Environmentalist Jay Wasterveld coined the term “greenwashing” in 1986 to describe the phenomenon in which corporations deceptively market their products and services as more sustainable than they really are. This enhances their public image without requiring any meaningful change to existing harmful business practices.
The fashion industry has been recognized as the second largest cause of pollution worldwide. Brands are now producing almost twice the number of clothing collections in comparison with pre-2000 as a result of apparel’s life cycle diminishing and the demand for new collections increasing. Fortunately, some designer brands have effectively addressed this consumption crisis by utilizing circular business models to reduce production pollution and post-use waste.
The Great Pacific Garbage Patch: Think Trash Soup, Not Trash Island! While some areas of the patch are made of large visible trash accumulation, a significant amount of the patch is made up of these microplastics, which are tiny pieces of plastic smaller than 5 millimeters that occur as a result of larger pieces of plastic slowly breaking down.
As summer begins to wind down and you prepare for a busy fall, be sure to snag your ticket for one of the best events of the season—the Massachusetts Clean Community Awards!
New scholarship supports a Massachusetts high school senior student who will be pursuing a degree or certificate in environmental studies or a related field.
While plastic overall is considered the most abundant form of marine debris found in our oceans, small plastic debris that are less than five millimeters in length are called microplastics. Due to the critical negative impact that microplastics have on the environment, many companies are looking to remove microbeads from their products, and look towards alternatives.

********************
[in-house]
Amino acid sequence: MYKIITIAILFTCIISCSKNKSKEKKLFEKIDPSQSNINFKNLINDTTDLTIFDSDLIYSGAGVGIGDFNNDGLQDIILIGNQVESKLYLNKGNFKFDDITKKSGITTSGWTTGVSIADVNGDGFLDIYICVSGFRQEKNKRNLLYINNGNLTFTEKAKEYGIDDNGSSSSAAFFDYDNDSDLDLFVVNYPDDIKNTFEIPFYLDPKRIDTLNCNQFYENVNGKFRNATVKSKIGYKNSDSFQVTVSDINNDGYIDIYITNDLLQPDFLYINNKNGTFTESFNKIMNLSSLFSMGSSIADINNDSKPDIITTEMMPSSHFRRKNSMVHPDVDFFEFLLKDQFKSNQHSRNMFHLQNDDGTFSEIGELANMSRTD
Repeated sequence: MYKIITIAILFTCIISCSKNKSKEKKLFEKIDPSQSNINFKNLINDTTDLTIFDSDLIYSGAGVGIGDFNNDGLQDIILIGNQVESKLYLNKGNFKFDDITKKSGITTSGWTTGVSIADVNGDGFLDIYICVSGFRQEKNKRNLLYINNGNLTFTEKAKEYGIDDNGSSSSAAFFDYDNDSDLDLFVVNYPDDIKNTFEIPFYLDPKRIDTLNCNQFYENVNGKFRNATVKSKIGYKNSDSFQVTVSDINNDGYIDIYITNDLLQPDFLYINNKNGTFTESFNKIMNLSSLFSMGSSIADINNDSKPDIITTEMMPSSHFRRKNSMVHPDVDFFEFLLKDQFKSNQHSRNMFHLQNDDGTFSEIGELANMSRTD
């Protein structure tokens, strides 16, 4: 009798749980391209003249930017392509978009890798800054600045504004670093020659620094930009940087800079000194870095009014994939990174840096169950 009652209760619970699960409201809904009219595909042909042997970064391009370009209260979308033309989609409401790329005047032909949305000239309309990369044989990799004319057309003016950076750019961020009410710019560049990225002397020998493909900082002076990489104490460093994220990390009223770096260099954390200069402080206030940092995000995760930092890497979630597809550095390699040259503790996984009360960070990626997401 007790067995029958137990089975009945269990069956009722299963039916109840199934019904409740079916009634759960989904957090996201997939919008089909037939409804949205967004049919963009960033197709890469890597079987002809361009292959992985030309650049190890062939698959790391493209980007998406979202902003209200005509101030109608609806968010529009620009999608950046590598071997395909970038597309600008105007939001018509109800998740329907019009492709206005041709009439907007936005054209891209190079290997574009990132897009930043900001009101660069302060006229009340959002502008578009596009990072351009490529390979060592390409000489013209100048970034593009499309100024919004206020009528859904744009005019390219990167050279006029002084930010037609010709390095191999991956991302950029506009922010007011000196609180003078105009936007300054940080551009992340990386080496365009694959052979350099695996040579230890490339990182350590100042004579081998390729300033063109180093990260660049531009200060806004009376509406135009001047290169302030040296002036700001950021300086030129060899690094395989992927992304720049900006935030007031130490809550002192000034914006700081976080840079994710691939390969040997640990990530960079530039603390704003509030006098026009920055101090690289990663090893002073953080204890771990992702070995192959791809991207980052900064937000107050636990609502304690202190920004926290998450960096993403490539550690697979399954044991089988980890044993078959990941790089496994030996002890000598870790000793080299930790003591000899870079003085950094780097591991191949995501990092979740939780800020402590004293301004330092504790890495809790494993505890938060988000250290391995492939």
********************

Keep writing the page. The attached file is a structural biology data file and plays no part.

If every registered Massachusetts boat owner used shrink wrap annually, over 2 million pounds of the harmful polyethylene material would be used and most likely thrown in a landfill. But, the good news is shrink wrap waste can easily be curbed in a myriad of ways.
Plastic pollution is a problem here in Massachusetts and around the world. You can help by reducing your consumption of single-use plastic products in July (and beyond).
Before you pack up to hit the coast this season, learn how you can minimize your impact on Massachusetts beaches.
With the elimination of indoor smoking, people are smoking outside and discarding cigarettes onto the ground. Many people are unaware of the environmental impacts of cigarette litter.
Gardening can have a positive impact on your mind, body, spirit, and even your wallet!
Be more thoughtful about your spring-cleaning products and tools to save money and protect our planet!
Learn simple steps you can take to avoid damaging Massachusetts waterways with excess fertilizer runoff.
Massachusetts State Leaders Remain Unresponsive to the Mess that is Massachusetts.
Learn easy steps you can take to recycle often, recycle right, and reduce recycling contamination in Massachusetts.
Improved insulation, air-sealing, and all-electric heat pumps can make your home a model of energy efficiency and comfort.
Learn creative ways to incorporate eco-friendly party planning tips into your Super Bowl game-day celebration.
Commit to acts of service to honor the legacy of Dr. Martin Luther King Jr. and explore new ways you can give back to your community and involve your family and friends.
4 simple tips to keep your trash protected from critters and pets that can climb into it, eat it, and create litter.
Here are some of the signs of common diseases you may need to diagnose on your trees.
Keep these tips in mind as the holiday gift-giving and entertaining season kicks into high gear.
Eco-friendly upgrades to your home can save you money over the long-term and protect the planet’s health.
Reduce the use of harmful chemicals the next time you clean your home.
Many people are seeking ways to reduce their carbon footprints and live more sustainably. Can tiny homes be a viable choice for potential homeowners?
Donating or recycling consumer electronics helps conserve our natural resources and reduce greenhouse gas emissions.